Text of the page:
A spirited group of Latin jazz players called Grupos Los Santos offers its brand of music on Lo Que Somos Lo Que Sea, which translates to What We Are What Will Be . The title of the group could also be loosely translated to mean that they are not playing a singular type of music but bring in many elements, tempo and cultural diversities.
When "Rumba in the Bronx" begins, it is with a percussive rumba beat and guitarist Pete Smith's Brazilian chording, a charming tune with a hypnotic pulse. Tenor saxophonist Paul Carlon possesses a clear a mainstream jazz voice, influenced by Sonny Rollins and/or John Coltrane. Although clearly identified as a rumba song form, the group thus brings many elements to the fore.
As wth his previous solo album, Other Tongues (Deep Tone, 2006), Carlon creates a finished product that never sits still or is the same from one track to the next. He also brings along several of the musicians from that album including bassist David Ambrosio, drummer William "Beaver" Bausch and "rumba tap" tap dancer Max Pollak When. Pollak performs on several of these tracks, his contribution is both a sonic one, his syncopated work barely audible, as well as an imagined enthusiasm of his live presence at group performances..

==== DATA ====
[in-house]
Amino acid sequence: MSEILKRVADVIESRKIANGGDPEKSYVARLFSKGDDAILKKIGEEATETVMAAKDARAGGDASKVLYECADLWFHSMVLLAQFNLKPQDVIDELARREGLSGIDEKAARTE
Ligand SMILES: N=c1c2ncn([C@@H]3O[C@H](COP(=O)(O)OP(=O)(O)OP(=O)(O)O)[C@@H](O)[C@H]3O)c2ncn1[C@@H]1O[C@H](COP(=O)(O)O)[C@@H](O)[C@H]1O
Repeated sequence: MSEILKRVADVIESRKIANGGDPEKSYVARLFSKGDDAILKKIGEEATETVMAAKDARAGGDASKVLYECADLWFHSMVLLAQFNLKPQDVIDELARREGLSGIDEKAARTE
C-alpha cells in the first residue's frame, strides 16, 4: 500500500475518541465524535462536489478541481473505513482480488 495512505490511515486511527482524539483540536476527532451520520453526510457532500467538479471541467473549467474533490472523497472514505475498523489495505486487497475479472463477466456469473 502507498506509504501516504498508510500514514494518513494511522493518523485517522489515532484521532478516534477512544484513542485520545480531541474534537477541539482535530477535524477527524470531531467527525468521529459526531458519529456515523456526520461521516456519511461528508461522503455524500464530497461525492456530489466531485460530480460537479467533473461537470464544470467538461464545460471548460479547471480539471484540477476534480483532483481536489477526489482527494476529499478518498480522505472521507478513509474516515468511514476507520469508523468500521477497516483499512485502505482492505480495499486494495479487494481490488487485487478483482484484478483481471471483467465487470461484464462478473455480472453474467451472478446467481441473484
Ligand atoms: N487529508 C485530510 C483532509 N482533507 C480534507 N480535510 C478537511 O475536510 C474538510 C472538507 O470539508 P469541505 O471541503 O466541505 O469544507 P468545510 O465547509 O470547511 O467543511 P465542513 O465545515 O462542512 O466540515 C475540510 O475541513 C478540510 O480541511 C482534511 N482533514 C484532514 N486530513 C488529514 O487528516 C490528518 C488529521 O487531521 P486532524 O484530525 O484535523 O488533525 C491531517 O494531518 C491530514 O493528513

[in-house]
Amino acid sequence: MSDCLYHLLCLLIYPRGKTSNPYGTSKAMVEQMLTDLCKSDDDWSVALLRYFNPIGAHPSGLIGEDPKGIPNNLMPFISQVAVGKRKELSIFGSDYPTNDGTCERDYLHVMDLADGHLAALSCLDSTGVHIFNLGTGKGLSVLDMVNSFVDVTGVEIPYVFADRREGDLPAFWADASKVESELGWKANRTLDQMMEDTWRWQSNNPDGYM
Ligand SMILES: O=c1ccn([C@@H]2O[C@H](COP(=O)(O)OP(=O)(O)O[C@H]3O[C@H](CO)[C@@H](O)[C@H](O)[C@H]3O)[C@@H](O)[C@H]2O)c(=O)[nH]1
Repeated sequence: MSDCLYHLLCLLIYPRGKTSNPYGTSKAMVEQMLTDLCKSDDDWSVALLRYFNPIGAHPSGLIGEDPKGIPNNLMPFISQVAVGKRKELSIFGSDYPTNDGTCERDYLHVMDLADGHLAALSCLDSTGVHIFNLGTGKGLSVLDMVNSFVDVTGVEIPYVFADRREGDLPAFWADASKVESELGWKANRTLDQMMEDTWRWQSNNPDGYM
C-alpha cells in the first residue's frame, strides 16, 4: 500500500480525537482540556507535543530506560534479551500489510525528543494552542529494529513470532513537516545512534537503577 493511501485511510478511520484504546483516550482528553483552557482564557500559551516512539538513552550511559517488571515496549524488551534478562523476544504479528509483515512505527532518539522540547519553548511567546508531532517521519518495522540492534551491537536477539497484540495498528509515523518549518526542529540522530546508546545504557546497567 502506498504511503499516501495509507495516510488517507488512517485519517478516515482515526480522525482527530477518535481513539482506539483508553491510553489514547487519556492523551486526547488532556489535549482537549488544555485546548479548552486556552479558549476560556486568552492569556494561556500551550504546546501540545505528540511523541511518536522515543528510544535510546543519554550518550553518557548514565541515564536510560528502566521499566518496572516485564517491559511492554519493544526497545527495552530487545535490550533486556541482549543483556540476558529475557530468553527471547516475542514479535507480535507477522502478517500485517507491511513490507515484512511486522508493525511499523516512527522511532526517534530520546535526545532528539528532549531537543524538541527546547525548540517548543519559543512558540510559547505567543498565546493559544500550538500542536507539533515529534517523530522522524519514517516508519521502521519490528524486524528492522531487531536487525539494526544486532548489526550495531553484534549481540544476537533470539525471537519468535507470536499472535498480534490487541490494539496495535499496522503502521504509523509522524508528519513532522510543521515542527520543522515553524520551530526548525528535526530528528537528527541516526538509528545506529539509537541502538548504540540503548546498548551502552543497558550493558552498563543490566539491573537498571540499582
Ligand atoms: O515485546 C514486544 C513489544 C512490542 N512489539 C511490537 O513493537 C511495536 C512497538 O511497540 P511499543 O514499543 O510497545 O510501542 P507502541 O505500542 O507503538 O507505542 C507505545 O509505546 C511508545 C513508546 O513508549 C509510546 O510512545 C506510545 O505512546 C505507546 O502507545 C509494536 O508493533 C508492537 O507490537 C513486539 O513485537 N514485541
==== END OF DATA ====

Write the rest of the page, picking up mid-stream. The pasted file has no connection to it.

The combination of Cuban Son, Rumba as well as Bossa Nova is an indelible musical contribution and Carlon is the primary melody voice on tenor, hinging the music back to American mainstream jazz that to provide an irresistible combination and pulse.
Among the album's highlights are the opening "Rumba in the Bronx," "Boogie Down Broder," written for the late trombonist Juan Pablo Torres and which shows the strongest jazz leanings from both Carlon and Pete Smith's solo work, and "A Danco Dos Santos," a perfect fusion of Cuban and Brazilian dance music.
Personnel: Paul Carlon: tenor sax; Pete Smith:electric and 9-string guitar; David Ambrosio: acoustic bass; William "Beaver" Bausch: drumset; Max Pollak: tap dance/"rumba tap" (1, 9).